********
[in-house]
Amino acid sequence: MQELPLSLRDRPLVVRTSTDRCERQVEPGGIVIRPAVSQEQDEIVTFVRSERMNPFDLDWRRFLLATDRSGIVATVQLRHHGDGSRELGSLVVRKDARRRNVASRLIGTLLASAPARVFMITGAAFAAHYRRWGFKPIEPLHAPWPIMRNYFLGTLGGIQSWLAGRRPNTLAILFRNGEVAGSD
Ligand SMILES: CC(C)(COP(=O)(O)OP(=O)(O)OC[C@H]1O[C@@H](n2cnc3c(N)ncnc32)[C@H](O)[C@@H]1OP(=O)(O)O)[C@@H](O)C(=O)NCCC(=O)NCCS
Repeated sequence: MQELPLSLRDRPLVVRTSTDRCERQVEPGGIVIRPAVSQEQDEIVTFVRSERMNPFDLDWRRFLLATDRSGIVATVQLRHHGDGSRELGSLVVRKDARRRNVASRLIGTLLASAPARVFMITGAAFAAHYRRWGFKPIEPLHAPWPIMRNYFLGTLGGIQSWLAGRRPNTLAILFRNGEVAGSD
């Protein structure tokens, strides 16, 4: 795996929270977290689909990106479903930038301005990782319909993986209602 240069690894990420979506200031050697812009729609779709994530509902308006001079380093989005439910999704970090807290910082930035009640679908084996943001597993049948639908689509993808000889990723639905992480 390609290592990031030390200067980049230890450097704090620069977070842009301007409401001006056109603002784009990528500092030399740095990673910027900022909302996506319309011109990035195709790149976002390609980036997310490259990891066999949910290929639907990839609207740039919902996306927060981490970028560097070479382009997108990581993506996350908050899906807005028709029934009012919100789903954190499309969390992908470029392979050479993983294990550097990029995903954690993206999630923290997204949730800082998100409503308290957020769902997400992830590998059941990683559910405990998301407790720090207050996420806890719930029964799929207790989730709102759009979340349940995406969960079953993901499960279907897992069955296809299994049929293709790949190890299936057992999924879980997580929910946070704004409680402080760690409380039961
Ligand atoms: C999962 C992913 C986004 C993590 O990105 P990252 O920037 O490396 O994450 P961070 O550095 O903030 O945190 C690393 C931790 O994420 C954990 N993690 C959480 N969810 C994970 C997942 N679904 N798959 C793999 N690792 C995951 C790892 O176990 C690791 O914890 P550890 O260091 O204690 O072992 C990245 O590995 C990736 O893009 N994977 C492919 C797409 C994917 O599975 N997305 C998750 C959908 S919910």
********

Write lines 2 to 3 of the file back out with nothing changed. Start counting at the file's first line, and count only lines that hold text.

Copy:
Amino acid sequence: MQELPLSLRDRPLVVRTSTDRCERQVEPGGIVIRPAVSQEQDEIVTFVRSERMNPFDLDWRRFLLATDRSGIVATVQLRHHGDGSRELGSLVVRKDARRRNVASRLIGTLLASAPARVFMITGAAFAAHYRRWGFKPIEPLHAPWPIMRNYFLGTLGGIQSWLAGRRPNTLAILFRNGEVAGSD
Ligand SMILES: CC(C)(COP(=O)(O)OP(=O)(O)OC[C@H]1O[C@@H](n2cnc3c(N)ncnc32)[C@H](O)[C@@H]1OP(=O)(O)O)[C@@H](O)C(=O)NCCC(=O)NCCS